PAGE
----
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Financial Terms I
Terms in this set (29)
the amount of your income or paycheck after any deductions - like taxes or insurance payments that are subtracted. This is your take-home pay.
Gross pay -
the entire amount of your income or paycheck before any deductions
Income tax -
money that wage earners pay the government to run the country. The amount of the tax depends upon how much you earn
Earnings statement -
a paper copy, proof that a paycheck has been electronically deposited in a bank account; an employer sends employees earnings statements to confirm that a paycheck has been electronically deposited in the employee's bank account
Social security tax -
a tax used to fund a program of the US government that gives money to elderly people. The elderly receive funds because the federal government has deducted money from each of their paychecks during the course of their working lives.
Savings account -
a bank account that pays you interest for keeping your savings in it. Banks use your money to make loans, so they pay you interest for the use of your money
the amount paid by a borrower to a lender for the privilege of borrowing the money
Interest rate - the price paid for the use of someone else's money expressed as an annual percentage rate, such as 6.5%
Balance (checking accounts) -
balancing means to account for all money that came into (deposits) and went out (withdrawals) of your account, so that at the end of the month you and your bank statement agree (the amounts are the same).
Balance (savings accounts) -
your balance is what is left in your savings account after you deposit or withdraw money.
Balance (loans) -
the balance is the difference between the amount owed and the amount paid on a debt. If you pay $45 on a $100 debt, your balance is $55.
to put money into a bank or investment account
The act of taking money out of an account.
Automatic Teller Machine. This is an electronic banking station that enables people deposit and withdraw money, pay loans, etc (24 hours a day/7 days a week)
how quickly an asset (any item of value that you own) can be turned into cash
Debit card -
this card looks like a credit card, but it is used to withdraw money from a savings or checking account. When you use a debit card at ATMs or in stores to make purchases, money is immediately withdrawn from your account.
FDIC insured -
established as part of the Banking Act of 1933, the Federal Deposit Insurance Corporation (FDIC) protects bank customers from possible losses by insuring various kinds of accounts.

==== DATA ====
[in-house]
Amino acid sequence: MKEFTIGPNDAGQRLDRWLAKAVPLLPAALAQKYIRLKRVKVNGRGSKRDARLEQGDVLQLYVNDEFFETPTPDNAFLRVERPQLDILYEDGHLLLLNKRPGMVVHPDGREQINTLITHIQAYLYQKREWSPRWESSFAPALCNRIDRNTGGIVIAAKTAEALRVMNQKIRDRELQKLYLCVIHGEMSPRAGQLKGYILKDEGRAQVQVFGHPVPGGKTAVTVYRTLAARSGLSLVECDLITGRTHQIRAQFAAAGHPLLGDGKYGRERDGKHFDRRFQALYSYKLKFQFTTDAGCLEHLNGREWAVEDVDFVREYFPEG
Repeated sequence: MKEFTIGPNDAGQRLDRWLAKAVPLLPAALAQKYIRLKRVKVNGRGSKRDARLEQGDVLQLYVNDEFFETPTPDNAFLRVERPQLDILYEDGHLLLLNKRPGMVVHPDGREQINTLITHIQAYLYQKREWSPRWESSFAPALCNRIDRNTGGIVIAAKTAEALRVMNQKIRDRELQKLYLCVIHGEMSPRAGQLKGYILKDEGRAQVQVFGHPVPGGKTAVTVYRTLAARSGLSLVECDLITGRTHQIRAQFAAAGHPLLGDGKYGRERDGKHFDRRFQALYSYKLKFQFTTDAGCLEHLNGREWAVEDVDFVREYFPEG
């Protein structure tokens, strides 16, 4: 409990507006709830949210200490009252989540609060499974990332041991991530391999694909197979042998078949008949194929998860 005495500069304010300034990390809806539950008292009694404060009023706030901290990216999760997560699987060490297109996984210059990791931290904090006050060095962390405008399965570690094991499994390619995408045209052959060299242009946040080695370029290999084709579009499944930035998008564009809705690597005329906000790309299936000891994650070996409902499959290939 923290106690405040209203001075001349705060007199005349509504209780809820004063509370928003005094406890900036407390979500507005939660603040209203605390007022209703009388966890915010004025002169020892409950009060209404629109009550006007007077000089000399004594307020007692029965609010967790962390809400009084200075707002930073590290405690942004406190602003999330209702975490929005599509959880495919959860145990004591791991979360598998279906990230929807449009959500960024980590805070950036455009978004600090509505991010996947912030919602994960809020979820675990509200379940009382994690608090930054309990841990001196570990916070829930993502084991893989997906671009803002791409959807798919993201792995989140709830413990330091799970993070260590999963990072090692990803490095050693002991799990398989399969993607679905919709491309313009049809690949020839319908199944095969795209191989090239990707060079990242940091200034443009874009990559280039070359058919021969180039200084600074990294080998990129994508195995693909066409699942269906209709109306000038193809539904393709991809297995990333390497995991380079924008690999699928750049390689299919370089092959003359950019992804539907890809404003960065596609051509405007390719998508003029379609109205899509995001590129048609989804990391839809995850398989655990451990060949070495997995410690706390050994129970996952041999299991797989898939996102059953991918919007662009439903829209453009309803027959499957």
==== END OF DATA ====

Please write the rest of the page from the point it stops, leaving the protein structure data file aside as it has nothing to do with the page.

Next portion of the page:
Compound interest -
interest on an investment, like a savings account, that is calculated not only on the money you originally invested, but also on any interest the investment has already earned.
Overdraw (or an overdraft) -
to take more money out of an account than is available in the account. You write a check for $25.00, but your account contains only $20. You will have to pay the bank a penalty charge for going over the limit.
Check register -
a small booklet comes with your checkbook and gives you record sheets that so you can keep track of all the deposits, ATM withdrawals, and checks you write. If you keep your check register up-to-date, you always know how much money you have in your checking account.
money that is lent, usually with the understanding that the loan will be paid back, usually with interest.
money that you owe
this is the amount of money you borrow on a loan. You pay this back plus interest.
Credit rating (score) -
this is a score that credit companies assign to you based on how you handle your money and pay your bills.
usually refers to the money borrowed from a lender (mortgage company) to buy a house; the borrower makes payments on the loan each month until the entire loan, along with interest, is paid in full.
Late fee -
A fee charged to you for missing a payment date. If your payment arrives "late" or not at all, the charge is added to your debt. Late fees are strong penalties. Credit companies routinely charge $30 or more if you miss your payment date.
Finance charges -
the fee you pay when you do not pay off the entire credit card debt within a single payment period, usually about 25-28 days. This includes the interest the credit card company charges to borrow money.
property used to assure the payment of a loan. In other words, if the borrower does not pay back the loan, the borrower must give up this property or money.
things you pay money for - both needs and wants (electric bill, movie tickets, car insurance...)
a state of being in so much debt that you are legally declared unable to pay in full the people and companies you owe. When you legally declare yourself bankrupt in some states, you must sell off all your possessions and pay off your debts as best you can.
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